As the name would suggest, a delay claim arises out of a construction project where work has not proceeded pursuant to the schedule. Work has either been extended or accelerated because due to circumstances which were not anticipated when the parties entered into the construction contract. Although there are many causes of Wisconsin construction delays, the most common causes of delays are differing site conditions; changes in requirements or design; weather; unavailability of labor, material or equipment; defective plans and specifications; interference by the owner, and the failure of the owner to approve changes. Delays will often force a contractor to extend its schedule to complete the work required under the contract and result in additional costs. Such costs may include the costs of maintaining an idle workforce and equipment; unabsorbed office overhead; lost efficiencies; and general conditions. However, in order to receive an extension of time for project completion, or to recover additional costs, the contractor must meet a number of prerequisites.
First, the delay must not be caused by the contractor but instead must be excusable. Examples of excusable delay include design errors and omissions, owner-initiated changes, changed conditions, unanticipated weather, and acts of God. In contrast, a non-excusable delay is a delay for which the contractor has assumed the risk under the contract. Many disputes arise over whether a delay that appears to be excusable was contractually the responsibility of the contractor if it was foreseeable, or it was caused by the contractor’s own actions.
Delays may be further classified into compensable and non-compensable delays. If a delay is compensable, the contractor is entitled to recover compensation for the costs of the delay in addition to time extensions to complete the project. Most contracts will include classes of delay which are compensable, such as changes required by the owner. The contractor may also be liable for the negligent acts of its subcontractors. If a subcontractor was responsible for the delays, the contractor cannot recover delay damages from the owner as those delays are the responsibility of the contractor. However, if the subcontractor has a direct contractual relationship with the owner of the project, the contractor most likely will be able to recover damages. To recover damages, the contractor must show that the delay was the cause of the damages.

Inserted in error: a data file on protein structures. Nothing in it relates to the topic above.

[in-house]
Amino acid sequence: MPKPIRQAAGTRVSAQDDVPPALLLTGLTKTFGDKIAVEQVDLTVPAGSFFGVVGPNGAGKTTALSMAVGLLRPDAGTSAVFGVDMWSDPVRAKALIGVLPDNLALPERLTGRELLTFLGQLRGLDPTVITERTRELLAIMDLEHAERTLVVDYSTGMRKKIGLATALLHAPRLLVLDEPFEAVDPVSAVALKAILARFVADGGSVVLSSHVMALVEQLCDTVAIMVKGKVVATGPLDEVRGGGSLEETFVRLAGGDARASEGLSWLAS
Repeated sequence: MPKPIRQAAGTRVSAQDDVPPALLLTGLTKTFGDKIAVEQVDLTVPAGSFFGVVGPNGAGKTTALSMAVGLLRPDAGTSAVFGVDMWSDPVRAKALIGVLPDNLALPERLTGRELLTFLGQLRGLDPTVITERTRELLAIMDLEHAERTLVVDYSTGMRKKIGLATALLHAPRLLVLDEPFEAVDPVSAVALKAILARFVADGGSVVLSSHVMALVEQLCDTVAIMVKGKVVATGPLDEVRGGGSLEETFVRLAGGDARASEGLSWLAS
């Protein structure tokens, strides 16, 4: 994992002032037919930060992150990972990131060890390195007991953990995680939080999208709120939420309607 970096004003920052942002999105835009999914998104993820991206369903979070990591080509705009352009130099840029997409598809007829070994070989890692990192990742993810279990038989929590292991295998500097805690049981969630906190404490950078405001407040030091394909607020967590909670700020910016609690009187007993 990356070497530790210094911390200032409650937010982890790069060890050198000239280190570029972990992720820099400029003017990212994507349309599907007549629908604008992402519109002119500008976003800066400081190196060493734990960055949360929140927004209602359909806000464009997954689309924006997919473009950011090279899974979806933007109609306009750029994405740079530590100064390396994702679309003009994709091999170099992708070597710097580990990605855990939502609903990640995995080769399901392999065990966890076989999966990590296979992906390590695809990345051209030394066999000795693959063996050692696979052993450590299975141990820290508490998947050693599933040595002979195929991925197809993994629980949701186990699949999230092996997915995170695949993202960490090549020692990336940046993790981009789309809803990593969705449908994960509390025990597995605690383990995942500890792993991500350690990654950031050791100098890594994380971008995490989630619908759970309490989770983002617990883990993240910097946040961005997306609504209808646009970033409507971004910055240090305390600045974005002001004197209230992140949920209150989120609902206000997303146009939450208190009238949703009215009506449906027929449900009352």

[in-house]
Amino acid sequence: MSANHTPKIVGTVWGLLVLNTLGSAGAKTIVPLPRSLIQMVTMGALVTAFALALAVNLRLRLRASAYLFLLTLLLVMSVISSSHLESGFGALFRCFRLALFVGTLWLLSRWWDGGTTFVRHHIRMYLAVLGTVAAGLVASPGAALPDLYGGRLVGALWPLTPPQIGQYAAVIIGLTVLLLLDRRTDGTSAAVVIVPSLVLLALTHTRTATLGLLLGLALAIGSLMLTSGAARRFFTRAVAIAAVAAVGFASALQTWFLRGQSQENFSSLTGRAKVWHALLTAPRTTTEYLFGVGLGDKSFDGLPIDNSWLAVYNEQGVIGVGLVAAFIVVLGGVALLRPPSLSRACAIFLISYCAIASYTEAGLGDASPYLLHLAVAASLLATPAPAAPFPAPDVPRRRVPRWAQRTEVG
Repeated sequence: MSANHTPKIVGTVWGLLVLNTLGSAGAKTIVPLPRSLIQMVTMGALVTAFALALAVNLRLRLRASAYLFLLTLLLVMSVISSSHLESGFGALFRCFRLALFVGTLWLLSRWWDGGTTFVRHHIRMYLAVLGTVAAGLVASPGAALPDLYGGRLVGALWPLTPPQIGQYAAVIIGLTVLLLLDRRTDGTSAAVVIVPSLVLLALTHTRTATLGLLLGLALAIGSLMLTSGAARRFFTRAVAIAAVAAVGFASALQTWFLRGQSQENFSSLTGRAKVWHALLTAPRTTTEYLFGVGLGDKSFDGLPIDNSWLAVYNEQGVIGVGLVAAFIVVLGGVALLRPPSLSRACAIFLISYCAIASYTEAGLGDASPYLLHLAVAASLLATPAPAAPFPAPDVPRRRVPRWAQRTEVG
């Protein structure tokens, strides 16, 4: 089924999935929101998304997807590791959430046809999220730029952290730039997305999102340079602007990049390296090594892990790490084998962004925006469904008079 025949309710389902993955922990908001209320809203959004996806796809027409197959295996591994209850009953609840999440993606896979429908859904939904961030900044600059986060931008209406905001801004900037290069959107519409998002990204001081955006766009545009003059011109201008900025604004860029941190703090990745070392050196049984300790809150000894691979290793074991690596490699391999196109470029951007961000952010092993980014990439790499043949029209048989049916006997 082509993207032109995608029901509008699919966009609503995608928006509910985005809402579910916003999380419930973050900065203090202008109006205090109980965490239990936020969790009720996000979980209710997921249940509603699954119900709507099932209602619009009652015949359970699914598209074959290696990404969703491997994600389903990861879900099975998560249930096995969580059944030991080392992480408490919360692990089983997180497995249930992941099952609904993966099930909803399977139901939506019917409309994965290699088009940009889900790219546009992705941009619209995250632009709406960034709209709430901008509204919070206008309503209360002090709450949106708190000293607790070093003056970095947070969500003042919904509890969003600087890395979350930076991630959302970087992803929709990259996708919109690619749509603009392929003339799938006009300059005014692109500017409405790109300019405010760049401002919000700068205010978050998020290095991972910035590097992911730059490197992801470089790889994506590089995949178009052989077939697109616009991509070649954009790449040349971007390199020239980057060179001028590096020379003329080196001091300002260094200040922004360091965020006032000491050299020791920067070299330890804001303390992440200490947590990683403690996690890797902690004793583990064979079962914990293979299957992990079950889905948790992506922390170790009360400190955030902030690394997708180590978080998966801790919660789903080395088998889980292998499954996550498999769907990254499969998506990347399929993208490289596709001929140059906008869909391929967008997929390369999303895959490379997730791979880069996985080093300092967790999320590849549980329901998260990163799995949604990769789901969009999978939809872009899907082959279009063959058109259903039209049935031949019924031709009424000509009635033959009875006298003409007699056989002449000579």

WHAT DELAY DAMAGES CAN BE RECOVERED?
The delay damages that are recoverable is dependent on what role the party has in the project. Many sophisticated owners use contracts with liquidated damages with a per day cost for delays. Absent such a provision, an owner must prove actual damages. Common owner claims would include:
- Owner’s project management and supervisory expenses
- Project-specific overhead expenses
- Loss of use
- Lost rents
- Lost profits from a business not opening
- Project-specific insurance costs (i.e. Builders risk)
- Construction loan interest expenses
- liquidated damages
Common damages available to a contractor for delays include :
- Project supervision costs
- Extended general conditions
- Temporary facilities such as toilets, job site trailer rental, site power, and water
- Liability insurance
- Equipment rental costs
- Equipment maintenance
- Field labor if the scope of work is increased as a direct result of the delay
- Increased material costs
- Lost productivity caused by the delay due to disruption and inefficient task sequencing
- Hourly labor rate increases due to longer duration of project
- Demobilization and re-mobilization expenses for extended delays
The damages available are ultimately dependent on the unique facts of every situation. In most commercial construction cases, expert testimony would be necessary to establish a delay claim.